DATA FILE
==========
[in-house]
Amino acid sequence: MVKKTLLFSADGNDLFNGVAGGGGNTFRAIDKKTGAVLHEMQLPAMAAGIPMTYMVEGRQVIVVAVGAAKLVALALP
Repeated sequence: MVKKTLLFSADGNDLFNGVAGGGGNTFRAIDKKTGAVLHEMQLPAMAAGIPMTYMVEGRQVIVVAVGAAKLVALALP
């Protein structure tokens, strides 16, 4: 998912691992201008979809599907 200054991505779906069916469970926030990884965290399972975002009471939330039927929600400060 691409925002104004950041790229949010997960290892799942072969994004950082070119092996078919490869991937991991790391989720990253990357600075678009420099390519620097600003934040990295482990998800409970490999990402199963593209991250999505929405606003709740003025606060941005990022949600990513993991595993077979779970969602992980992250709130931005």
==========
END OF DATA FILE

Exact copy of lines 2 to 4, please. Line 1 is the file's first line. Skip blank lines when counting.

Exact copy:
Amino acid sequence: MVKKTLLFSADGNDLFNGVAGGGGNTFRAIDKKTGAVLHEMQLPAMAAGIPMTYMVEGRQVIVVAVGAAKLVALALP
Repeated sequence: MVKKTLLFSADGNDLFNGVAGGGGNTFRAIDKKTGAVLHEMQLPAMAAGIPMTYMVEGRQVIVVAVGAAKLVALALP
């Protein structure tokens, strides 16, 4: 998912691992201008979809599907 200054991505779906069916469970926030990884965290399972975002009471939330039927929600400060 691409925002104004950041790229949010997960290892799942072969994004950082070119092996078919490869991937991991790391989720990253990357600075678009420099390519620097600003934040990295482990998800409970490999990402199963593209991250999505929405606003709740003025606060941005990022949600990513993991595993077979779970969602992980992250709130931005």